Seventy-five years after the fact and six decades after his death, a black Tulsa businessman has been cleared of wrongdoing in connection with one of the deadliest race riots in American history.

New York Times, Sat., October 26, 1996


TULSA, Okla. -- Seventy-five years after the fact and six decades after his death, a black Tulsa businessman has been cleared of wrongdoing in connection with one of the deadliest race riots in American history.

The descendants of the man, J.B. Stradford, traveled from around the country to witness a ceremony here on Friday in which the authorities dropped charges accusing him of inciting the 1921 riot in Tulsa's Greenwood district, which left 35 city blocks in ruins. Official accounts say 36 people died, but historians and others say the toll was probably much higher.

Stradford, the son of a freed Kentucky slave, died in Chicago in 1935 at the age of 75, having jumped bail after his arrest and left Tulsa. His family said that until his death he remained despondent over his fugitive status and the loss of the fortune he had accumulated in Greenwood, where he owned a hotel and rooming house and was among the most prominent businessmen. Greenwood was home to many prosperous black families and was dubbed "the Black Wall Street" at the time.

The riot was touched off on May 31, 1921, after the arrest of a black man on a questionable charge of assaulting a white woman. A crowd of angry, armed white men gathered outside the Tulsa County Courthouse, where the jail was, and talked of a lynching, prompting the city's black residents to take up arms and head for the jail.

A scuffle led to an exchange of gunfire, and the city was beset with firebombings and gunplay, often from automatic weapons, for a day before the Oklahoma National Guard arrived.

Cornelius Toole, 63, Stradford's great-grandson and a circuit court judge in Cook County, Ill., said Stradford's memoirs indicated he was trying to act as a peacemaker when he went to the courthouse to speak to the armed black men.

"He was being preventative," Toole said.

Toole had written to the Tulsa County authorities for information on his great-grandfather's case several years ago, but it was not until he saw television reports about the city's efforts to mark the 75th anniversary of the riot this year that he decided to try to have the family name cleared.

He got in touch with Don Ross, a black representative in the Oklahoma Legislature whose name he had read in a magazine article about the riot. Ross, who had never heard of Stradford, asked Bill LaFortune, the Tulsa County district attorney, to re-examine the case.

LaFortune discovered that Stradford was one of dozens of black Tulsans charged in the riot by an angry white grand jury, and the case against him seemed dubious. Records for the sheriff's office for several months after the riot were missing, and even court files were incomplete.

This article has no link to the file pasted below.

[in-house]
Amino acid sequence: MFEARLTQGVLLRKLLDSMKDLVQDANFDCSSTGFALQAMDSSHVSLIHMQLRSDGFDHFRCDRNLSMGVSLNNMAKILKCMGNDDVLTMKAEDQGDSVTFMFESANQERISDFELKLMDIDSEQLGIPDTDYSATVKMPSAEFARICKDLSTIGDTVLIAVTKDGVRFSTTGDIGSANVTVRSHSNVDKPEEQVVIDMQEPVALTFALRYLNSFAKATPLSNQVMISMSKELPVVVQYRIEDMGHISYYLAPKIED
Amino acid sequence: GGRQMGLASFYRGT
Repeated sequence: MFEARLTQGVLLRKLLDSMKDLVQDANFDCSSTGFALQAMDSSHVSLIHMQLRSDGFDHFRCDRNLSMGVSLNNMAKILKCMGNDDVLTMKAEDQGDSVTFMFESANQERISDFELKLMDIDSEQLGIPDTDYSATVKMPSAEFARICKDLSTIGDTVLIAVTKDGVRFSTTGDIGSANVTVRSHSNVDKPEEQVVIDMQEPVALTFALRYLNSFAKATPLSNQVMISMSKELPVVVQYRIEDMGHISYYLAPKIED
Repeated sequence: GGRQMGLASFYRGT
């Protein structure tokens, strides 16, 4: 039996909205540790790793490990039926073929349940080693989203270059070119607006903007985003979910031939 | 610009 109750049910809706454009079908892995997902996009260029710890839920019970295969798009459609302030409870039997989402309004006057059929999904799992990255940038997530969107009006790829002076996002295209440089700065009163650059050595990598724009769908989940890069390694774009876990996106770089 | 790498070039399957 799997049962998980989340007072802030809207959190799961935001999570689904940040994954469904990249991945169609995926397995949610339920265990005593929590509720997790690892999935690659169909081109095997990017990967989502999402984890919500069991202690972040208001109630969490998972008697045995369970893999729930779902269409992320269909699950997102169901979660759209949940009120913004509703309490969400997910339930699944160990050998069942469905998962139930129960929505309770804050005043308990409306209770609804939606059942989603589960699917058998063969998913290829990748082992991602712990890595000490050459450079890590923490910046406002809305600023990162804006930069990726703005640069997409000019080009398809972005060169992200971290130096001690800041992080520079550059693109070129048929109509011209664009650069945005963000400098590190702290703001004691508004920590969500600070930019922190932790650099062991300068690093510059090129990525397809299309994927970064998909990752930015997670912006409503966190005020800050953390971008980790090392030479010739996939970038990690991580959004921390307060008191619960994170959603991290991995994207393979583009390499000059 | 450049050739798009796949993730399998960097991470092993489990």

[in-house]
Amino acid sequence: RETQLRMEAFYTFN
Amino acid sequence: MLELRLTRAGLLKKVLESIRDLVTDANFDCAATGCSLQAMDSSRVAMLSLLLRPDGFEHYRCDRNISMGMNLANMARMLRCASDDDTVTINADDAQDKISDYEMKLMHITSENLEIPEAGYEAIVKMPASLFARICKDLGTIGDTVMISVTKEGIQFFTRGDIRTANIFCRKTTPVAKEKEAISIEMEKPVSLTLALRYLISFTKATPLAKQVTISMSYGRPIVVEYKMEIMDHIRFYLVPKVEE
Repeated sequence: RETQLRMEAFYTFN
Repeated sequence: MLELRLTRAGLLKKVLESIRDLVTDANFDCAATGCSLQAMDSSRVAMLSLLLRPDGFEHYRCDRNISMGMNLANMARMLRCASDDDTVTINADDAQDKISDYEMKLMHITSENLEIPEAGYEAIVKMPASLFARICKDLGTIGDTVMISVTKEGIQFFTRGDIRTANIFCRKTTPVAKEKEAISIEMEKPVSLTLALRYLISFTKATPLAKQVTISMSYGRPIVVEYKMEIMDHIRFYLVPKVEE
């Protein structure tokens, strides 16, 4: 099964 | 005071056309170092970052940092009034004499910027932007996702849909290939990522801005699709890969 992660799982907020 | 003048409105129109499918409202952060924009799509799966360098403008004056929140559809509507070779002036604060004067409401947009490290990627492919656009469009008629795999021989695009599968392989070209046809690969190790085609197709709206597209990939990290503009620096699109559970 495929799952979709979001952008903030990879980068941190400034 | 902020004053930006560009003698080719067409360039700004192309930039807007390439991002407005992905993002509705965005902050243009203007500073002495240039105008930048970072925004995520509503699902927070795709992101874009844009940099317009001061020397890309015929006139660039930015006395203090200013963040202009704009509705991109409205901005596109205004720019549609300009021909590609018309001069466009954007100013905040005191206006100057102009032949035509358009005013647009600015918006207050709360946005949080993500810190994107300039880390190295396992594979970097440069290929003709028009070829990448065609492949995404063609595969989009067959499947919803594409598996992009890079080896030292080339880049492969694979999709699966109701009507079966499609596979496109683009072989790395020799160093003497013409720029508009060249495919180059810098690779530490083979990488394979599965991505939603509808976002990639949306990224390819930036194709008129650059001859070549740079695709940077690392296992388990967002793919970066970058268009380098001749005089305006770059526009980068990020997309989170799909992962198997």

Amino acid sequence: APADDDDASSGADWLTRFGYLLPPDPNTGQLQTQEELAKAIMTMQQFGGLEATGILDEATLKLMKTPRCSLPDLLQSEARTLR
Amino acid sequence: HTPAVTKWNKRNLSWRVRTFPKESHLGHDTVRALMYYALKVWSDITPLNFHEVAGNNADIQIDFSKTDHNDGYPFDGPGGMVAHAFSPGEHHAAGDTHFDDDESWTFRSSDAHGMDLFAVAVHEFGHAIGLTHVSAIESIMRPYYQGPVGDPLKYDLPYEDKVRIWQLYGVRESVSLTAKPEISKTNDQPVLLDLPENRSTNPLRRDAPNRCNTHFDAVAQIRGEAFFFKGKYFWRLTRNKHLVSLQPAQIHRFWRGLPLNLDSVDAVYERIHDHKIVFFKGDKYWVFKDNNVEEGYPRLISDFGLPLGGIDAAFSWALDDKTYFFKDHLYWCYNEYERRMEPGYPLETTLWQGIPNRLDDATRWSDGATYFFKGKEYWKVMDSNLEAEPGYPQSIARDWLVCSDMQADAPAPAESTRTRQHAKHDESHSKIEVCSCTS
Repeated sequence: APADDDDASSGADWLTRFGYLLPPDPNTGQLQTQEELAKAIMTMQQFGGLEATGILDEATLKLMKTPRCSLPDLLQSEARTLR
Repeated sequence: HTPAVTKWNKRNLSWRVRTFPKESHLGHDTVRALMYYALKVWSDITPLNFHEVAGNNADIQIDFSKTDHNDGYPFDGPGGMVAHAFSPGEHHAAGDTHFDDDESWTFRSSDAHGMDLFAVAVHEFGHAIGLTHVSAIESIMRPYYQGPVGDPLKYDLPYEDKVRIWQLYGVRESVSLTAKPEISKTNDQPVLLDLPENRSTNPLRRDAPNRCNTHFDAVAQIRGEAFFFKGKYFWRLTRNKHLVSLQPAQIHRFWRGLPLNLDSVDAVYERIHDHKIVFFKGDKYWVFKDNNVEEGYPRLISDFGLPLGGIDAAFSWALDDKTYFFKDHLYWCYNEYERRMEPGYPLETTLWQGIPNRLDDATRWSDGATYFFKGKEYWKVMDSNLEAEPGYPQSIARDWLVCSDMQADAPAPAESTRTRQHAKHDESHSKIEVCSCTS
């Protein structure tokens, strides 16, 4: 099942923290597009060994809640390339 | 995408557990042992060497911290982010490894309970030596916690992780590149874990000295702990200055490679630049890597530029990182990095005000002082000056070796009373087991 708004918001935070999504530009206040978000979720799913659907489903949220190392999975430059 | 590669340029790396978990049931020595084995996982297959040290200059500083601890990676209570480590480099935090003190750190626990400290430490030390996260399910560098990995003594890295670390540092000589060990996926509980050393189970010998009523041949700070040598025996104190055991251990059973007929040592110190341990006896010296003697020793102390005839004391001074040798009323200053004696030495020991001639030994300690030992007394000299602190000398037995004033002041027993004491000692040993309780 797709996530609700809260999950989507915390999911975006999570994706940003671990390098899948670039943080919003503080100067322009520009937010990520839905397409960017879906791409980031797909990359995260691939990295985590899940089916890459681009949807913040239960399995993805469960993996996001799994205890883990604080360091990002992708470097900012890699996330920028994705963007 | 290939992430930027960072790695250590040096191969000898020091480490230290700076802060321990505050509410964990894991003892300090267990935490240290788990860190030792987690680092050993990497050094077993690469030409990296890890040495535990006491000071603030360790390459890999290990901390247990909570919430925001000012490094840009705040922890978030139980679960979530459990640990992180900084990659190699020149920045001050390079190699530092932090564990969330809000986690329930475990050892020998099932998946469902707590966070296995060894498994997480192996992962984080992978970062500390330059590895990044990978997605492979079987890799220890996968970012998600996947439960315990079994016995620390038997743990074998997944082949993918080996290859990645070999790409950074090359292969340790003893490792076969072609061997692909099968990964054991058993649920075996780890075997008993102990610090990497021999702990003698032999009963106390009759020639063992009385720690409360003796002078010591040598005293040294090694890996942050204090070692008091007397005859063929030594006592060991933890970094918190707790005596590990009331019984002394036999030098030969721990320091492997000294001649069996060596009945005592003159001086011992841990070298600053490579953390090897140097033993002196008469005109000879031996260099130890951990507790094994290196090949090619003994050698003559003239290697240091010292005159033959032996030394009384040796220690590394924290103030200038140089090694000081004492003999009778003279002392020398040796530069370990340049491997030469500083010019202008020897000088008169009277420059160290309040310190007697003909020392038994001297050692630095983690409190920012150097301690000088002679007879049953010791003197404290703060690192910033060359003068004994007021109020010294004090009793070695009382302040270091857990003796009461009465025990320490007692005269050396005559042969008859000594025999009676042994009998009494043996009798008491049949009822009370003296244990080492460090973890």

A motion to dismiss the case against Stradford was apparently filed at one time, but LaFortune was unable to determine what became of it. Newspaper clippings from the period helped the district attorney make his decision.

"I didn't have any doubt in my mind that the grand jury that produced these indictments was charged emotionally and politically," LaFortune said. "Taking all of that as a whole, it appeared to me the best interests of justice would be served by dismissing the charge against him."

LaFortune and others hope the dismissal will help heal old wounds in a community that only recently has begun to recognize the atrocities of the riot and its divisive legacy.

"I'm 39 years old, and I was born and raised in Tulsa," LaFortune said. "I never really learned about the race riots until the last several years."

Ross, 55, also wants closure.

"I'm just tired personally of having the riot be the only claim to fame of my community," he said.

Friday's ceremony was held at the Greenwood Cultural Center, which lies across the street from where the 65-room Stradford Hotel stood before being destroyed in the riot. Four generations of Stradford descendants watched as LaFortune asked Judge Jesse Harris of district court to drop the charges formally.

Stradford became a successful lawyer in Chicago after leaving Tulsa, and his descendants include lawyers, judges, professors and diplomats.

Gov. Frank Keating of Oklahoma attended the ceremony and gave Stradford an honorary executive pardon.

"It is regrettable that we have to come together to recognize an embarrassment, a historic event that never should have happened," Keating said.

Emma Monroe, 85, was the oldest of the Stradford family members present and said that her grandfather would be relieved that his name had been cleared. Still, Monroe said, he would be angry.

"He felt he had been mistreated, and he was very unhappy," she said. "He didn't do anything, so why was he charged with anything in the first place?"


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